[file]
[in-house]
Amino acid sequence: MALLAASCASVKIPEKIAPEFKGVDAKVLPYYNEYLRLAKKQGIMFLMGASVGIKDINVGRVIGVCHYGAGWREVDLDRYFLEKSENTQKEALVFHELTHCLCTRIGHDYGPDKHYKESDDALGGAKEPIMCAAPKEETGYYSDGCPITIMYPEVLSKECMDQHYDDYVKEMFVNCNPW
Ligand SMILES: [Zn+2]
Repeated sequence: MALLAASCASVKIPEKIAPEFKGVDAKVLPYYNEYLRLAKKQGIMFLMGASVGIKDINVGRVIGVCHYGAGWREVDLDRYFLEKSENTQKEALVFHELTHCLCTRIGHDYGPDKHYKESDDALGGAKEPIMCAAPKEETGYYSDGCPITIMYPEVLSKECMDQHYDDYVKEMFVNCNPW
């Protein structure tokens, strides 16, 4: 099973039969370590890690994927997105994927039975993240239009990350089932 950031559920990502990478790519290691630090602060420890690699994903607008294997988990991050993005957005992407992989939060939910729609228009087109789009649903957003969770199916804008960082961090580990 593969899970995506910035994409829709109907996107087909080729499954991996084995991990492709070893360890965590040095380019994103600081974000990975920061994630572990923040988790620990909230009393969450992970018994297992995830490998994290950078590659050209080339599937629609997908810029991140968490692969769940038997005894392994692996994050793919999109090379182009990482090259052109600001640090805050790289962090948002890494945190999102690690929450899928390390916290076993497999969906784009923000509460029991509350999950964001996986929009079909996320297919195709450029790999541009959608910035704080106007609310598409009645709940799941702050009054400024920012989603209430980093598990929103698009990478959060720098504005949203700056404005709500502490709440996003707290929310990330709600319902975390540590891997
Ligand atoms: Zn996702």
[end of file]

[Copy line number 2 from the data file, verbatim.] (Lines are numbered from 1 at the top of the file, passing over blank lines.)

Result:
Amino acid sequence: MALLAASCASVKIPEKIAPEFKGVDAKVLPYYNEYLRLAKKQGIMFLMGASVGIKDINVGRVIGVCHYGAGWREVDLDRYFLEKSENTQKEALVFHELTHCLCTRIGHDYGPDKHYKESDDALGGAKEPIMCAAPKEETGYYSDGCPITIMYPEVLSKECMDQHYDDYVKEMFVNCNPW